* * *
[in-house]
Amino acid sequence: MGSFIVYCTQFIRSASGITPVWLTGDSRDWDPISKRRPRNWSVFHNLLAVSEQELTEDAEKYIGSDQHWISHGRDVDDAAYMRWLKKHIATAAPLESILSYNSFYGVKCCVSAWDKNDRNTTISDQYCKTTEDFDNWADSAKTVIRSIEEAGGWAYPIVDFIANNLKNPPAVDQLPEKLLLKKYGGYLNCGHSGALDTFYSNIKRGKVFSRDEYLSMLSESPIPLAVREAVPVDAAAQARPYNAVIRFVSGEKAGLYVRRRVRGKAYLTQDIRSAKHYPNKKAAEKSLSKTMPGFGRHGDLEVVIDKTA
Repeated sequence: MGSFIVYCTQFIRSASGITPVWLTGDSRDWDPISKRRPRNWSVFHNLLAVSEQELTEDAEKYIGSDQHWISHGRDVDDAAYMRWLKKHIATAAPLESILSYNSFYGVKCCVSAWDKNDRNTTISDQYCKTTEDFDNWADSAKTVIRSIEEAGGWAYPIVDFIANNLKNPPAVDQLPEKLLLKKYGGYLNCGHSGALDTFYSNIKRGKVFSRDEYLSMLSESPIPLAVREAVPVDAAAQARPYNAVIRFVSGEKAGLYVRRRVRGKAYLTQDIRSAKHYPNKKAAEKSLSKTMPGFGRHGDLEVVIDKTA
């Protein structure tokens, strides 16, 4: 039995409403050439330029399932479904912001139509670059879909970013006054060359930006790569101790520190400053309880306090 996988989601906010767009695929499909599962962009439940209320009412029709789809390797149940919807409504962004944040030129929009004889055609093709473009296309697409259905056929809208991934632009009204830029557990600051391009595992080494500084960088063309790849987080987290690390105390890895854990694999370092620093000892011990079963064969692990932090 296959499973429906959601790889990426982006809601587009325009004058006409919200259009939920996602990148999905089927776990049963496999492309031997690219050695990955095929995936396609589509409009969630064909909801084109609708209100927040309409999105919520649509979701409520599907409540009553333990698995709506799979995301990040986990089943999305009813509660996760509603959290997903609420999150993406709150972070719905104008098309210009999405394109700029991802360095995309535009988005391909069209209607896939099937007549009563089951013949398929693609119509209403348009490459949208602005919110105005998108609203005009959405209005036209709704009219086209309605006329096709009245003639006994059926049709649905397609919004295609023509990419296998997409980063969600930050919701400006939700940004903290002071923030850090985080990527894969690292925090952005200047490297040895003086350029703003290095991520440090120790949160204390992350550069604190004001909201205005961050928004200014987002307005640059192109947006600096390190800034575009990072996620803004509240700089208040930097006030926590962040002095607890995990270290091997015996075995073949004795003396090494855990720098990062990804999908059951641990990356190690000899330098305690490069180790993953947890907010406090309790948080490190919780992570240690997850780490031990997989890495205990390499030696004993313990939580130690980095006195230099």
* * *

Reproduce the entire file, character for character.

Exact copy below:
[in-house]
Amino acid sequence: MGSFIVYCTQFIRSASGITPVWLTGDSRDWDPISKRRPRNWSVFHNLLAVSEQELTEDAEKYIGSDQHWISHGRDVDDAAYMRWLKKHIATAAPLESILSYNSFYGVKCCVSAWDKNDRNTTISDQYCKTTEDFDNWADSAKTVIRSIEEAGGWAYPIVDFIANNLKNPPAVDQLPEKLLLKKYGGYLNCGHSGALDTFYSNIKRGKVFSRDEYLSMLSESPIPLAVREAVPVDAAAQARPYNAVIRFVSGEKAGLYVRRRVRGKAYLTQDIRSAKHYPNKKAAEKSLSKTMPGFGRHGDLEVVIDKTA
Repeated sequence: MGSFIVYCTQFIRSASGITPVWLTGDSRDWDPISKRRPRNWSVFHNLLAVSEQELTEDAEKYIGSDQHWISHGRDVDDAAYMRWLKKHIATAAPLESILSYNSFYGVKCCVSAWDKNDRNTTISDQYCKTTEDFDNWADSAKTVIRSIEEAGGWAYPIVDFIANNLKNPPAVDQLPEKLLLKKYGGYLNCGHSGALDTFYSNIKRGKVFSRDEYLSMLSESPIPLAVREAVPVDAAAQARPYNAVIRFVSGEKAGLYVRRRVRGKAYLTQDIRSAKHYPNKKAAEKSLSKTMPGFGRHGDLEVVIDKTA
């Protein structure tokens, strides 16, 4: 039995409403050439330029399932479904912001139509670059879909970013006054060359930006790569101790520190400053309880306090 996988989601906010767009695929499909599962962009439940209320009412029709789809390797149940919807409504962004944040030129929009004889055609093709473009296309697409259905056929809208991934632009009204830029557990600051391009595992080494500084960088063309790849987080987290690390105390890895854990694999370092620093000892011990079963064969692990932090 296959499973429906959601790889990426982006809601587009325009004058006409919200259009939920996602990148999905089927776990049963496999492309031997690219050695990955095929995936396609589509409009969630064909909801084109609708209100927040309409999105919520649509979701409520599907409540009553333990698995709506799979995301990040986990089943999305009813509660996760509603959290997903609420999150993406709150972070719905104008098309210009999405394109700029991802360095995309535009988005391909069209209607896939099937007549009563089951013949398929693609119509209403348009490459949208602005919110105005998108609203005009959405209005036209709704009219086209309605006329096709009245003639006994059926049709649905397609919004295609023509990419296998997409980063969600930050919701400006939700940004903290002071923030850090985080990527894969690292925090952005200047490297040895003086350029703003290095991520440090120790949160204390992350550069604190004001909201205005961050928004200014987002307005640059192109947006600096390190800034575009990072996620803004509240700089208040930097006030926590962040002095607890995990270290091997015996075995073949004795003396090494855990720098990062990804999908059951641990990356190690000899330098305690490069180790993953947890907010406090309790948080490190919780992570240690997850780490031990997989890495205990390499030696004993313990939580130690980095006195230099």